Monday, April 21, 2003

Gleanings from Hebrews

Jesus and the New Covenant(2)

This marks the second division of a series that introduces the Book of Hebrews. To start at the beginning, click here.

One very central tenet in Hebrews is the superiority of Jesus and the New Covenant over Moses and the Old. This second section of Gleanings from Hebrews will cover this central message.

Jesus: The Greater Word

The opening of Hebrews contains an incredible description of Jesus the Messiah:

God, after He spoke long ago to the fathers in the prophets in many portions and in many ways, in these last days has spoken to us in His Son, whom He appointed heir of all things, through whom also He made the world. And He is the radiance of His glory and the exact representation of His nature, and upholds all things by the word of His power. When He had made purification of sins, He sat down at the right hand of the Majesty on high, having become as much better than the angels, as He has inherited a more excellent name than they. (Hebrews 1:1-4, NASB

Moses was great because God knew him face to face. And one time Moses asked to see God's glory, but the Lord could only have His goodness pass before him.

The Lord said to Moses, “I will also do this thing of which you have spoken; for you have found favor in My sight and I have known you by name.” Then Moses said, “I pray You, show me Your glory!” And He said, “I Myself will make all My goodness pass before you, and will proclaim the name of the Lord before you; and I will be gracious to whom I will be gracious, and will show compassion on whom I will show compassion.” But He said, “You cannot see My face, for no man can see Me and live!” (Exodus 33:17-20)

The prophets frequently wrote, "The Word of the Lord came to me." They were the Lord's spokesmen. They saw visions and communicated them. The Lord spoke to His people through them. But with Jesus, things are very different:

  • Moses and the prophets were made, but the Son is He through whom God made the world -- and them.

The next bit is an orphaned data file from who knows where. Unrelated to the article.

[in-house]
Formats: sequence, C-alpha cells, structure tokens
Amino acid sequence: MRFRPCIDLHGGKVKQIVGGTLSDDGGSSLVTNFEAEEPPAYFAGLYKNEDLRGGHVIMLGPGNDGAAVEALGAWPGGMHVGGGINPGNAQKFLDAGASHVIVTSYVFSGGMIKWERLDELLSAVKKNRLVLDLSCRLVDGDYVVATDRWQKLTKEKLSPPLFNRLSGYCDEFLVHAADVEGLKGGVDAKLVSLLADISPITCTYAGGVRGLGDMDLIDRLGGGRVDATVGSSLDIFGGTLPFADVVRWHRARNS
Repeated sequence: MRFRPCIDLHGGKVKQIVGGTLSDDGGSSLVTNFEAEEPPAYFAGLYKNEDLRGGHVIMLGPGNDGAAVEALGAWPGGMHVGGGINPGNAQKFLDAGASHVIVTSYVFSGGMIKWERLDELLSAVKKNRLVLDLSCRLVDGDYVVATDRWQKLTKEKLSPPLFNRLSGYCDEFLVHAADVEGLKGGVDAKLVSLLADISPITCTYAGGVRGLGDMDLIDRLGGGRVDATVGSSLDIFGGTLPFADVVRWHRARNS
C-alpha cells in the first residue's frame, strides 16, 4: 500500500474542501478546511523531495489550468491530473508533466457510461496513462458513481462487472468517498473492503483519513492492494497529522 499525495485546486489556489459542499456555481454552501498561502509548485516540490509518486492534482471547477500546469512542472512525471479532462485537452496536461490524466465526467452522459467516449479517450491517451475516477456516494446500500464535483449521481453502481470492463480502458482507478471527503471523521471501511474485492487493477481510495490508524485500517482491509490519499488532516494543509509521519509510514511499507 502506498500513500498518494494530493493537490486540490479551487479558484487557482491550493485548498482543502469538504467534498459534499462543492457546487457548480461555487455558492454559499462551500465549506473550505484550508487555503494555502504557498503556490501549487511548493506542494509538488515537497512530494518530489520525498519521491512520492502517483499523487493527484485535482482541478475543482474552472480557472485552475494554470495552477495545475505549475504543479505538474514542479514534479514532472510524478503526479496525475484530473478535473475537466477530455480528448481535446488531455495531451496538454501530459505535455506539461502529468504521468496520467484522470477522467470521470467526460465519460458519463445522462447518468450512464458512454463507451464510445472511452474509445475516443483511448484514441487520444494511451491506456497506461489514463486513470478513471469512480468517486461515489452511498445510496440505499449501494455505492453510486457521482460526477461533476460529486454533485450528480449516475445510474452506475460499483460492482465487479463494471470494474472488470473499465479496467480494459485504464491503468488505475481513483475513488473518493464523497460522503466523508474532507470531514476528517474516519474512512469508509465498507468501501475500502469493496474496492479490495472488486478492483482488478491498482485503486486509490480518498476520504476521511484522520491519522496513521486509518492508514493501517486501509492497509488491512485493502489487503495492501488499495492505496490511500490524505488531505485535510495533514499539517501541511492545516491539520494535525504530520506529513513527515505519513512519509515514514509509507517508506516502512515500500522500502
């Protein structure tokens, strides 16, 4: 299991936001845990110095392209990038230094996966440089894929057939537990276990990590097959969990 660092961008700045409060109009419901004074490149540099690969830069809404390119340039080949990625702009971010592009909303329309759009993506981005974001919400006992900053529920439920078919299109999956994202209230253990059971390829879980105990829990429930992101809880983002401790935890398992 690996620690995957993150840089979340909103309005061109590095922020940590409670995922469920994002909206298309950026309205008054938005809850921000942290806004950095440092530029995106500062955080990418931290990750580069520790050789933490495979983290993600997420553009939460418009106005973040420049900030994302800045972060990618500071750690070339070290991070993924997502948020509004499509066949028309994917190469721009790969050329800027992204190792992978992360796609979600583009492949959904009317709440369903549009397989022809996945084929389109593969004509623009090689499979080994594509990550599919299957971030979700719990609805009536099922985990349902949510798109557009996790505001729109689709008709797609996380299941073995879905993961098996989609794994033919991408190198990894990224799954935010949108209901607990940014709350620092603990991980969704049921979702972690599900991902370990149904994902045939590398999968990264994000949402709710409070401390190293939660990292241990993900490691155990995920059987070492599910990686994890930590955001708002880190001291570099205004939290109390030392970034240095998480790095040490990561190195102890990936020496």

• Moses could only see God's goodness, rather than His glory, but the Son is the "radiance of His glory."
  • Ezekiel described his vision of the throne of God as "the appearance of the likeness of the glory of the Lord." (Ezekiel 1:28) What he saw was two steps removed from reality, but the Son is the "exact representation of His nature."
  • The "Word of the Lord" came to the prophets, but the Son "upholds all things by the word of His power."
  • Moses instituted the sin and guilt offerings and the other prophets called the people to repent, but the Son "made purification of sins."

The Son sat down at the right hand of the Majesty on high. He has inherited a more excellent name than the angels. In an earlier series, I demonstrated how Jesus taught in a way no other teacher would dare to teach. His life and His power and His Spirit gave credence to His message or it would have been long forgotten. To study His life in the gospels is to see the nature and character of God more clearly than ever before.

The opening words of Hebrews are an unambiguous statement of Jesus' divine nature. They also carry a responsibility:

For this reason we must pay much closer attention to what we have heard, so that we do not drift away from it. For if the word spoken through angels proved unalterable, and every transgression and disobedience received a just penalty, how will we escape if we neglect so great a salvation? After it was at the first spoken through the Lord, it was confirmed to us by those who heard, God also testifying with them, both by signs and wonders and by various miracles and by gifts of the Holy Spirit according to His own will. (Hebrews 2:1-4)

The Rabbis have a name for the logic the writer to the Hebrews uses here. It is KAL V'CHOMER, or "light and heavy." The idea is that "if this light thing, how much more this heavy thing." The author of Hebrews says, "If the word spoken through angels proved unalterable." This is the light thing. he then says, "how shall we escape if we neglect so great a salvation?" This is the heavy thing. The good news is that it is salvation that we neglect at our peril. The Son who is the "radiance of His glory and the exact representation of His nature" is also the One who "made purification of sins." Through the Son we have the clear message and the provision for our sin. Our life consists of embracing this great salvation. It is to our peril to neglect it; To put it off; To account it of little value.

I would be tempted to say that the Son, Jesus, is the last word. In fact, however, He is the eternal word. He is the living word greater than all the words spoken by prophets and angels.

Tuesday: Of Builders and House Managers

<>< Test Everything. Cling to what is good. ><>


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